RollDown into PushUp – Exploring External Rotation versus Parallel
Pilates’ purpose is to assist us in regaining our balance.
Joseph Pilates’ aim was that our legs remain in “parallel” during most exercises with a few exceptions, such as when we bend our knees out to shoulder width (to the limit of our Box).
Even though some Pilates exercises require/benefit from a slight external rotation (The RollDown into PushUp), it’s important to remember that if you spend your workout (or indeed day) in an External Rotation all of the time, you will make yourself largely imbalanced. Take Note: Ballet dancers who live in External Rotation all of the time find themselves eventually needing hip and knee replacements.
In constant External Rotation, you WILL end up tightening and compressing your lower back, over working your rotators which might be overly developed any way, and eventually changing the shape of your pelvis:-
From the top looking down, your pelvis ought to be an ellipse. When you CONSTANTLY rotate, of hold the position and continually squeeze your glutes/sitbones, etc., then you’ll change your pelvis to more of a triangle: wide in the front and narrow in the back. That compression in the back is the opposite of balance and what we work towards in Pilates. Plus, which of us wants to be wider in the front?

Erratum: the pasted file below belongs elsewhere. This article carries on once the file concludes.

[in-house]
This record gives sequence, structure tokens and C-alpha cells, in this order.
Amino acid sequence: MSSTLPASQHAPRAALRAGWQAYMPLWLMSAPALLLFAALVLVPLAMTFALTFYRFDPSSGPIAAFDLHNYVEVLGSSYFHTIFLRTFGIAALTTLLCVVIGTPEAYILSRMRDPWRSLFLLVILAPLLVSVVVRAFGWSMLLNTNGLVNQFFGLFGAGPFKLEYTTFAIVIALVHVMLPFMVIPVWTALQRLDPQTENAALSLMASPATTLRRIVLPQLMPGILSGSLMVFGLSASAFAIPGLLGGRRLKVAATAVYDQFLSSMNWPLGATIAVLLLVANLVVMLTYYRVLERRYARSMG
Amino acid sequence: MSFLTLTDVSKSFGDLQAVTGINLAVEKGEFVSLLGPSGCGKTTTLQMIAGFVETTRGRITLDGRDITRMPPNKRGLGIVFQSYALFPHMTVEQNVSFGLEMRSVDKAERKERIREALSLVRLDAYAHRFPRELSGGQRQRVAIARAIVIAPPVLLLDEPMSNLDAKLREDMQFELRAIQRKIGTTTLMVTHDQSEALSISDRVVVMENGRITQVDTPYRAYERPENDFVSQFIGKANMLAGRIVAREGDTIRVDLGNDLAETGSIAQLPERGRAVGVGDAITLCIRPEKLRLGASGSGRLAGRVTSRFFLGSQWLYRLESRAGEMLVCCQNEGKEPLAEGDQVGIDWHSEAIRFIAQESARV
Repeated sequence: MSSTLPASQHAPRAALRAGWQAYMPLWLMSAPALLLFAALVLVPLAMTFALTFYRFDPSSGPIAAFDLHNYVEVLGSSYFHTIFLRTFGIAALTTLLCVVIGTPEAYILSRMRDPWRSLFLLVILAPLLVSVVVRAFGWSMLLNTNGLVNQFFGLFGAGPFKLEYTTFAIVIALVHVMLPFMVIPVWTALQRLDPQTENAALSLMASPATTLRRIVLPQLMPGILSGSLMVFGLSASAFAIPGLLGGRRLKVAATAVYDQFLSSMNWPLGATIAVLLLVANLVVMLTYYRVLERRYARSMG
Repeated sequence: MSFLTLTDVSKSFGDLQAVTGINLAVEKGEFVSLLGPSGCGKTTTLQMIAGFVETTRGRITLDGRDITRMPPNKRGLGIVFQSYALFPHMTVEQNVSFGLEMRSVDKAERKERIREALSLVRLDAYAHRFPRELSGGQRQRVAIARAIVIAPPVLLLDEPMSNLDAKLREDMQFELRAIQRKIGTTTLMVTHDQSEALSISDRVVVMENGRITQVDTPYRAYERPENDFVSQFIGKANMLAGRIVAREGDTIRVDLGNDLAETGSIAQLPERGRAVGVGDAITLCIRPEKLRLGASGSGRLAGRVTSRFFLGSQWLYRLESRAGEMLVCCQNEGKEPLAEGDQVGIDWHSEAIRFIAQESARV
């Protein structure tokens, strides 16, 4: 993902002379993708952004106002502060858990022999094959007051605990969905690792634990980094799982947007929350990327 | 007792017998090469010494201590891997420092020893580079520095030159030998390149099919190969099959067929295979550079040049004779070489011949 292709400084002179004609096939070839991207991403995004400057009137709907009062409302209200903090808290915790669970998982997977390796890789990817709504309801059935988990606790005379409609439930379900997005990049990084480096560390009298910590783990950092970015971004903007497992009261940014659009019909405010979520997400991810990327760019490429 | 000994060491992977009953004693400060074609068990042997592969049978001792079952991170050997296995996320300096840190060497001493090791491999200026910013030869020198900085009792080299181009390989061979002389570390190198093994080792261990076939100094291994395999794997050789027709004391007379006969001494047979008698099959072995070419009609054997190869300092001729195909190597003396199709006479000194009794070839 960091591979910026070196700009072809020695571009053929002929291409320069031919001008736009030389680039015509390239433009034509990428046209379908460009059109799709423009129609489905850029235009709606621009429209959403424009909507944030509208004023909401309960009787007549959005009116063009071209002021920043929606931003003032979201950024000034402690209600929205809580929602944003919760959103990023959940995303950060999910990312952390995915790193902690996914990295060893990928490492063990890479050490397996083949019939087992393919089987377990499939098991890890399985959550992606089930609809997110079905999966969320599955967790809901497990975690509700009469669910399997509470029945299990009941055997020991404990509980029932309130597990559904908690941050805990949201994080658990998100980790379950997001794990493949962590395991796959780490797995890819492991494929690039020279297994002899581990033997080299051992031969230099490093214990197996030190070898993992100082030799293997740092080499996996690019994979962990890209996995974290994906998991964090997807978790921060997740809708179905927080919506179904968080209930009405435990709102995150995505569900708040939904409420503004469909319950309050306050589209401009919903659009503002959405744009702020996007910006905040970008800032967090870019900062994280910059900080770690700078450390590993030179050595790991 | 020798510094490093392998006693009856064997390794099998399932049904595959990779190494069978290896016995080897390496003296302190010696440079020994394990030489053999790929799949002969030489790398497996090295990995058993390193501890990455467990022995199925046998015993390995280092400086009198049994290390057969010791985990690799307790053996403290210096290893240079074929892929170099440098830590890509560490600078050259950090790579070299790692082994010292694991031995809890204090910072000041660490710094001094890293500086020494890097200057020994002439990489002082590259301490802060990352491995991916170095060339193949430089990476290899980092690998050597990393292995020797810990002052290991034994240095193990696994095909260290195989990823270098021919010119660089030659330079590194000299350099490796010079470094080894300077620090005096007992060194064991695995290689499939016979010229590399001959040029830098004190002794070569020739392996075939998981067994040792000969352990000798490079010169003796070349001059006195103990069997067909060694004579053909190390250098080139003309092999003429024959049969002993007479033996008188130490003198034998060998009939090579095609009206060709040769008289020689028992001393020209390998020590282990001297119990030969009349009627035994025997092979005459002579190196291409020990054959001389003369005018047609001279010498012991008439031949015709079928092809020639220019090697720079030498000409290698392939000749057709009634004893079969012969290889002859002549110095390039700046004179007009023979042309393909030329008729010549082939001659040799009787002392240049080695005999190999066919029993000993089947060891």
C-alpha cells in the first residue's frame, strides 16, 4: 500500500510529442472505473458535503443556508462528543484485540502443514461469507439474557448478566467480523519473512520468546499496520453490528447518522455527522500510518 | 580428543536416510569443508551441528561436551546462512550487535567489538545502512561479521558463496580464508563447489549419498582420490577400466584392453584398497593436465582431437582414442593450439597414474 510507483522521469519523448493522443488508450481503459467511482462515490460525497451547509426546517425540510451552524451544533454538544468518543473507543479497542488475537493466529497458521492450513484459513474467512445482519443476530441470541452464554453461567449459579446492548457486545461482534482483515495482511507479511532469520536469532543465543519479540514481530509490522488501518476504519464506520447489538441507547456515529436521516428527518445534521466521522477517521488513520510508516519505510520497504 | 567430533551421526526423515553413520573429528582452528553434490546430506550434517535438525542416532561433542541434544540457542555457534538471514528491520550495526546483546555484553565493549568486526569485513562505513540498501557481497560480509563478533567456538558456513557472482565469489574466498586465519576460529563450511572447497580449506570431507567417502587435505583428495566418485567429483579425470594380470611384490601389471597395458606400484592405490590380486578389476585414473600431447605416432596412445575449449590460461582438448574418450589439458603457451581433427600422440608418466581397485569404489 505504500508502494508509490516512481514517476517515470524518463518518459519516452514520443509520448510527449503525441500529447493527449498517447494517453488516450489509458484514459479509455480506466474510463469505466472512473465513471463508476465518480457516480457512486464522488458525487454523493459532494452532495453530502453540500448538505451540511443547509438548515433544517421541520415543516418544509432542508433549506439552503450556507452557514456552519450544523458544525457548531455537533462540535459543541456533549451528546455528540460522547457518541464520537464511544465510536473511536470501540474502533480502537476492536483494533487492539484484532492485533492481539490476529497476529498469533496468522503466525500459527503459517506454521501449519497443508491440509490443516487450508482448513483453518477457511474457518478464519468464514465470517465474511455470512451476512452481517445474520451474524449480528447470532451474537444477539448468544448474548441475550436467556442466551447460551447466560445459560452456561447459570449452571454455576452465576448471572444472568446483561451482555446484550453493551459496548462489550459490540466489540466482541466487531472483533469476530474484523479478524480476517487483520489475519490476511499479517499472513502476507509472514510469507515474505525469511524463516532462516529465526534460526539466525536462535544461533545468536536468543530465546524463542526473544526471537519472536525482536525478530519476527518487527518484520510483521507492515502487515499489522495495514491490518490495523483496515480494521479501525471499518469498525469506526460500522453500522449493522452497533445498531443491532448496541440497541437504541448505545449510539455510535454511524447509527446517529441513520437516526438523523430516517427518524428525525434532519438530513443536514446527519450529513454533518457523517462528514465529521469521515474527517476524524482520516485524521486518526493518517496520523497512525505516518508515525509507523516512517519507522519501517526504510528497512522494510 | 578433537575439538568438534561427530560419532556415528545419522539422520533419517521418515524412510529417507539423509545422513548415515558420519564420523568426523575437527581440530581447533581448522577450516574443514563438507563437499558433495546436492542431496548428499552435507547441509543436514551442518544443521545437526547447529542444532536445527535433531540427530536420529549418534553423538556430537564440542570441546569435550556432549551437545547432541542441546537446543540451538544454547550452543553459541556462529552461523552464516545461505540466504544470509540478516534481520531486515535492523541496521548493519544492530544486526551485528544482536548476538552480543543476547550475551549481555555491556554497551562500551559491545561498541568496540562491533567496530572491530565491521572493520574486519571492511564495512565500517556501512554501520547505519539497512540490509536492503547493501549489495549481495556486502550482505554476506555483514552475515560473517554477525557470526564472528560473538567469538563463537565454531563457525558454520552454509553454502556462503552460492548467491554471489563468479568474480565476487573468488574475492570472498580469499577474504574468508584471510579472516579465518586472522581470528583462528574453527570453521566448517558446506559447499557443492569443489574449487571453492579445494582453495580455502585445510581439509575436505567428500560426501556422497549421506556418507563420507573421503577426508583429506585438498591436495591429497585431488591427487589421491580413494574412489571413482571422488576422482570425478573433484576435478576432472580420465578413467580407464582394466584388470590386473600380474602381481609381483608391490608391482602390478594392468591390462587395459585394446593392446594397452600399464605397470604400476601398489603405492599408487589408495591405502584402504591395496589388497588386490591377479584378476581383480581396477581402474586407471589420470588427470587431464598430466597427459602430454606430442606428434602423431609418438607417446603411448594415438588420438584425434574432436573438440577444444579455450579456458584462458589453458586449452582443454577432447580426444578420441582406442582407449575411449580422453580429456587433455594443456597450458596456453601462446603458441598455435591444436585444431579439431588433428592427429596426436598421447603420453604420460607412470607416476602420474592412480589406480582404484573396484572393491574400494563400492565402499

In qpilates classes, you will use this rotation as a tool coupled with developing your awareness that eventually everything ought to eventually return to “parallel”.
Examples of when we use External Rotation
- When we need a tool to lengthen the hip forward: i.e. Single Leg Circles, Side Kicks (Front/Back, but only use it for the front portion), Tree, RollDown into Pushup.
- When knees open the width of the shoulders: i.e. Frogs, Pelvic Lift
- When we need greater support in standing.
NB: When standing in “parallel”, 2 versions of parallel which I will talk about in a later blog:
1. Parallel and together – This isn’t really parallel at all, it’s when toes are connected to heels all the way.
2. Parallel and hip width apart – hip socket width.
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